As a particular case.” (Ayers. 329) Tension embodied by the structure derives from the dynamics of domestic life within the house.Tensile Stress Body in Tension Structure Parents Room Daughter’s Room Domesticity Family Ownership Growth Independence Privacy “Although one reads these structure pilotis as traditional load bearing supports. pulling the accommodation box down towards the ground and preventing it from flying upwards under the effect of the heavy cantilever of the parents’ accommodation box at the other end of the building. simply between child and parents. they are in fact in tension. Daughter’s Room Growth oo nts R Pare m Independence Dom ity estic ily ip Privacy Fam Own ersh Tension Release in tension . Villa dall’Ava is also embodying the tension between itself and its neighbors. which it deliberately seeks to antagonize.

” (Ayers. the Villa dall’Ava seeks to antagonize its neighbors (and the classic Modernist design alternatives to 19thC villadom .Villa Savoye). in service of the search for authentic. but at the same time parodying the comfortable. reproducing.Source: Villa Savoye The Image “The imagery of the Villa Savoye’s famous pilotis is here wickedly subverted. (Vilder) The tortured image of Villa Savoye challenges the perception of home to be replaced by an understanding of the precarious nature of comfort. 329) Villa dall’Ava shows a shift away from rigid modernist theories through the dissection and mutilation of a Modern icon. 329) Delete Invert Skew Stretch Stretch Stretch Hollow Delete Multiply Product: Villa dall’Ava Tortured . original human experiences. (Vilder) “Even while sharing exactly their programme.” (Ayers. domestic middle-classness they represent.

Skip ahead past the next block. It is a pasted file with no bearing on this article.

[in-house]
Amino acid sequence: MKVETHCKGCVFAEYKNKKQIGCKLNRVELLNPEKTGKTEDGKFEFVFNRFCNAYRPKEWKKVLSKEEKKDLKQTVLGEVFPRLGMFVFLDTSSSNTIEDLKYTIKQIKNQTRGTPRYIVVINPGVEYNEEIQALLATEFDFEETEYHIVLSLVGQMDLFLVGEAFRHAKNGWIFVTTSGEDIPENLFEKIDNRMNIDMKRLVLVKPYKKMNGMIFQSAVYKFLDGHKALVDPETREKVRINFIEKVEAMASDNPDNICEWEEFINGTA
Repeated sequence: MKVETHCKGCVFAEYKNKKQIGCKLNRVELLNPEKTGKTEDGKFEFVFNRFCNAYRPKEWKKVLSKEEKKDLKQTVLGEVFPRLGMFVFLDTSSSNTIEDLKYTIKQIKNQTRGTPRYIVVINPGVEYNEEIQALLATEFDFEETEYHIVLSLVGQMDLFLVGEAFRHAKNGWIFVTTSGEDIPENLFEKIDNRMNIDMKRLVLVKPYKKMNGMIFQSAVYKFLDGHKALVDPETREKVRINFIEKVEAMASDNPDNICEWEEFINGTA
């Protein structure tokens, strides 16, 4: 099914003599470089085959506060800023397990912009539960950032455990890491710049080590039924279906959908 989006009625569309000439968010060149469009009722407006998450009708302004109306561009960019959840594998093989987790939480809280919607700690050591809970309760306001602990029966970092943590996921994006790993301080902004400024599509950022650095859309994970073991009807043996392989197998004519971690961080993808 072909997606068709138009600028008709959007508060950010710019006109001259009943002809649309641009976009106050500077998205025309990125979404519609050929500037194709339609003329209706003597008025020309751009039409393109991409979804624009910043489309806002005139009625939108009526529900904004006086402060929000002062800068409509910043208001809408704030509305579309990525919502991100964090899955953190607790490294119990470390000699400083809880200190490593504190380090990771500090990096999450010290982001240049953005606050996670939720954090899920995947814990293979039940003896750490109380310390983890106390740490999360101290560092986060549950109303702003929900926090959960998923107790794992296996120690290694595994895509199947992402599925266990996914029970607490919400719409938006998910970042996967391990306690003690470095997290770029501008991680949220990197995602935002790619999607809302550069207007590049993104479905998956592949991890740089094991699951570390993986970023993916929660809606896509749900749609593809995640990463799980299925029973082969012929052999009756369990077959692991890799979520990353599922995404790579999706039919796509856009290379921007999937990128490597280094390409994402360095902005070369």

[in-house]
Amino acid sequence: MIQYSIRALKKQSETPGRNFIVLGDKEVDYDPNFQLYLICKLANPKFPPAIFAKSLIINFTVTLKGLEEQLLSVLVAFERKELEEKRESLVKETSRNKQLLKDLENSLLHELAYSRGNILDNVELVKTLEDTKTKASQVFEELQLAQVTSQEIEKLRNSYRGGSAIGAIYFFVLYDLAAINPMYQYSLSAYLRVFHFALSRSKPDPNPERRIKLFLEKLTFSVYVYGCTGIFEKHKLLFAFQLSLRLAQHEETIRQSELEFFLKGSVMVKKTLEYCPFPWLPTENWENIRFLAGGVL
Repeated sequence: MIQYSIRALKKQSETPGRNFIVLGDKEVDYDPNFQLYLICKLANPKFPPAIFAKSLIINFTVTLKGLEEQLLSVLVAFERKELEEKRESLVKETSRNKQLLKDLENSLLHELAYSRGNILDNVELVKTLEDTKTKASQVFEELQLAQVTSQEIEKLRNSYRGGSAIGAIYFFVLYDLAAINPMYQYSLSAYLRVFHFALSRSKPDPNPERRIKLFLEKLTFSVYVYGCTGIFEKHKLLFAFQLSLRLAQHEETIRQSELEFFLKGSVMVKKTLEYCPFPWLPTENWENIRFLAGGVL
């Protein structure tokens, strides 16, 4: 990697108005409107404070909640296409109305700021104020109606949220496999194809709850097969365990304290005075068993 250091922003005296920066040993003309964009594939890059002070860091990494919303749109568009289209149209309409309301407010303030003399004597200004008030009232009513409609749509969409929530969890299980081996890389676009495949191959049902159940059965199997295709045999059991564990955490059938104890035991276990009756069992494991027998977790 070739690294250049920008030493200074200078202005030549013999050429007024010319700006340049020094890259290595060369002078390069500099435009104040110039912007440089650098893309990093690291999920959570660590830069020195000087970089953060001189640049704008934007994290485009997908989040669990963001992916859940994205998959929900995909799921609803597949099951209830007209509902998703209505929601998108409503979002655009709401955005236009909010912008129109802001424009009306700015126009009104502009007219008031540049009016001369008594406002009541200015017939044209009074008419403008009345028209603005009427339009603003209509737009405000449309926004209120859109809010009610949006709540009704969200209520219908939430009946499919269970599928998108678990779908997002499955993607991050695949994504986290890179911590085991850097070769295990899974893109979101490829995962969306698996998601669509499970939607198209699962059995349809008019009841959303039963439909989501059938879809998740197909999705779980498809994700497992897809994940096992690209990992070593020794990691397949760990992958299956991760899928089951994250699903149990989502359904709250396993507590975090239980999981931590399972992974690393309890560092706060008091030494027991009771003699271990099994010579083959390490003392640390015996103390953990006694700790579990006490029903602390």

(280 pages).. 1991.1979. ISSN 0261 6823 (112 pages). 329. “The Building in Pain: The Body and Architecture in Post-Modern Culture. pp. Architectural Association. Academy Press. OMA. No102. France. 213-215.. 3-10. pp. “S. pp. Bruce. “The Tall Building Artistically Considered. Jencks and K. University of Minnesota Press. 2010. pp.” in AA Files 19. http://oma. Otero-Pailos. Jorge.” in Folding in Architecture. Rem and Mau. Theories and Manifestoes of Contemporary Architecture. Kipnis.html. Louis. 132-193. No102 ISS: 00038504 pp:8-15. ed. Verschaffel. Anthony.” in Kindergarten Chats and Other Writings.” OMA: The Monacelli Press. Kropf. Jeffrey.L.XL. 202-213. ISBN 13 978-0-470-01469-1 (378 pages). Koolhaas. 2010. 119-145. Rudolph. ISBN 0-486-23812-1 (252 pages). “Villa dall’Ava. Michael.eu/projects/1991/villa-dall-ava. Bart. “The Forms of Metabolism. 2003. “Considering Rem Koolhaas and the Office for Metropolitan Architecture: What is OMA. Vidler. Lynn. Sources . Dover Publications. “Architectural Curvilinearity: The Folded. 164.Ayers. (1346 pages). “Towards a New Architecture. pp.” in C. Rotterdam. Paris. Lynn. (183 pages).” Edition Axel Menges. Andrew. Folding in Architecture. Sullivan. 1993. AD Profile 1993. the Pliant and the Supple.M. pp. 1995. Wiley- Academy.” in The Architecture of Emergence: The Evolution of Form in Nature and Civilisation.” NAi Publishers. Inc.” in G. Paul. Greg. 2006. “The Six Determinants of Architectural Form.” in Architecture’s Historical Turn: Phenomenology and the Rise of the Postmodern. John Wiley and Sons Ltd.. (137 pages). xi-xxxv. Weinstock. AD Profile. eds. “The Architecture of Paris: An Architectural Guide. ISS: 00038504 pp:40-49.” A private residence consisting of two apartments and a pool\r\n . “Architectural Intellectuality at the Dawn of Postmodernism. (296 pages).